When stress levels rise too high or too long, we can become paralysed by anxiety. Its hard to see the wood for the trees, and making the smallest decision requires Herculean effort.

If everything makes you anxious to the extent that it interferes with your ability to function, you may be suffering from generalised anxiety disorder . 1 in 30-50 people are affected, with women suffering more often than men.

Teasing out GAD from normal anxiety can be difficult, but features include:

Natural Ways To Increase Nk Cells

In addition to taking steps to create a positive mindset and relationships, here are some other natural ways to increase NK cells and support a healthy immune response:

  • Studies show massage causes an increase in levels of Natural Killer cells.
  • Eating blueberries regularly has been shown to increase levels.
  • Aged garlic supplements have been shown to dramatically increase the number of and activity of NK cells.
  • Probiotics enhance NK cell activity and functionality.¹
  • Sleep is an important modulator of immune function. Getting 8 hours of sleep per night is crucial for a healthy immune system.¹¹
  • Vitamin C has been shown to have cancer fighting properties, particularly in chronically stressed breast cancer patients.¹²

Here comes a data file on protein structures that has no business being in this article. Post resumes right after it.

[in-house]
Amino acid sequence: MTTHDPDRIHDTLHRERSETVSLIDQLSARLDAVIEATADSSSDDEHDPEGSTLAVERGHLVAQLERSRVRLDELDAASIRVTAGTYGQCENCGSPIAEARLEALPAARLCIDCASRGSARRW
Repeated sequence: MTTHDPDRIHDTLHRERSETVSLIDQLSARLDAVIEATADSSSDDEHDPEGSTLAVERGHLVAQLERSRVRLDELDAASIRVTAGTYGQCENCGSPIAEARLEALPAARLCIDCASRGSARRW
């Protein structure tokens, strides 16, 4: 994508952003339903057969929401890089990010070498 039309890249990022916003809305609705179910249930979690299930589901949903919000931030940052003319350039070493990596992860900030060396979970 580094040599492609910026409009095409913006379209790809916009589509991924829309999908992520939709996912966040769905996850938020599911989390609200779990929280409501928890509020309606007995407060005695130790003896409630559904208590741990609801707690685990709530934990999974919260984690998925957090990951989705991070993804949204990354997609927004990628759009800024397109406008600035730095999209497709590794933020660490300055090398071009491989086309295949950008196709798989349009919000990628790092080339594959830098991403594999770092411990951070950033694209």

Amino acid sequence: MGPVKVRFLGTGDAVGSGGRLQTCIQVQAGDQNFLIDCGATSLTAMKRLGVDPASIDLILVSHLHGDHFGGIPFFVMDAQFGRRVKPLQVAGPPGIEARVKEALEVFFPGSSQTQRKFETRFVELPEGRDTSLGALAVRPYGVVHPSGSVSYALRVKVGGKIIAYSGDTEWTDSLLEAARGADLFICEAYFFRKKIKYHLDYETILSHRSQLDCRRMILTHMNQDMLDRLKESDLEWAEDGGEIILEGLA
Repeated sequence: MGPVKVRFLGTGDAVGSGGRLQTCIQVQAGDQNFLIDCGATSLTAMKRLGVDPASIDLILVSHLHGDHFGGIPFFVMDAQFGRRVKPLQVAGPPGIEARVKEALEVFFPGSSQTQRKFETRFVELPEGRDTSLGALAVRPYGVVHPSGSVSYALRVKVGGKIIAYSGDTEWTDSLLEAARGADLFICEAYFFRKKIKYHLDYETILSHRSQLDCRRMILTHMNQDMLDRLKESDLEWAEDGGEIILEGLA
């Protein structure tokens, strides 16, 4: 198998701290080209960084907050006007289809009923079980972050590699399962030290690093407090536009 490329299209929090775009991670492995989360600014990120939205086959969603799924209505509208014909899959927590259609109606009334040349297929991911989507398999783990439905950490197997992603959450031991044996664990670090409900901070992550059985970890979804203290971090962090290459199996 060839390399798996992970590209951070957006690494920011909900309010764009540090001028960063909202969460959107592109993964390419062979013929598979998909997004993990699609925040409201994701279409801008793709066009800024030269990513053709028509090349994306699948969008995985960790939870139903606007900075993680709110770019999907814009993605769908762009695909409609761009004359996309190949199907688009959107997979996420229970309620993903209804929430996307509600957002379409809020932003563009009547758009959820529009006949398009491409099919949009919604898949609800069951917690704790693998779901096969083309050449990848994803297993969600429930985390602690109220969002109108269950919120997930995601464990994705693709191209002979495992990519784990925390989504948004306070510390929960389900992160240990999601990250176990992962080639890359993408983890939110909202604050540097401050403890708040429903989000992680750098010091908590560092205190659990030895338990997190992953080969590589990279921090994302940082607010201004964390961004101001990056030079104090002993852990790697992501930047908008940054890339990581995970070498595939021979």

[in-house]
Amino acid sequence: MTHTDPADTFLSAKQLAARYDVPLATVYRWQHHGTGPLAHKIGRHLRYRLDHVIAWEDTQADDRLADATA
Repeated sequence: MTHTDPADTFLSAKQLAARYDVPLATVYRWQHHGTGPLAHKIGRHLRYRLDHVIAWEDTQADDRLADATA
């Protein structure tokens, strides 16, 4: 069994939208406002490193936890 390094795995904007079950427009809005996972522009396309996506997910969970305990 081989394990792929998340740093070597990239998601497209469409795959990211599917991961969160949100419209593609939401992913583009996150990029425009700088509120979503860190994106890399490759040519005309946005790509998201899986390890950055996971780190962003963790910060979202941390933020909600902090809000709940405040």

• Meditation improves NK cell production.¹³
  • Recommended Reading: When Can Breast Cancer Occur

    How Stress Affects Cancer

    Chronic stress activates part of your nervous system called your sympathetic nervous system, and it has been shown to contribute to malignancy.²

    Heres why: In addition to epinephrine, cortisol is another one of our stress hormones. It is also produced in our adrenal glands, with the highest levels seen in the morning, giving us energy for the day.;

    Cortisol levels drop at bedtime in order to allow us to fall asleep and recoup. This is called a normal diurnal pattern. Chronic stress contributes to adrenal dysfunction and causes abnormalities in this diurnal pattern.

    Rather than experiencing natural peaks and valleys in your stress hormone levels, chronic stress means your cortisol remains elevated throughout the day and night. Over time, chronic stress will lead to loss of the normal highs and lows of cortisol levels. Beyond the obvious issues with sleep and appetite, there are some serious consequences.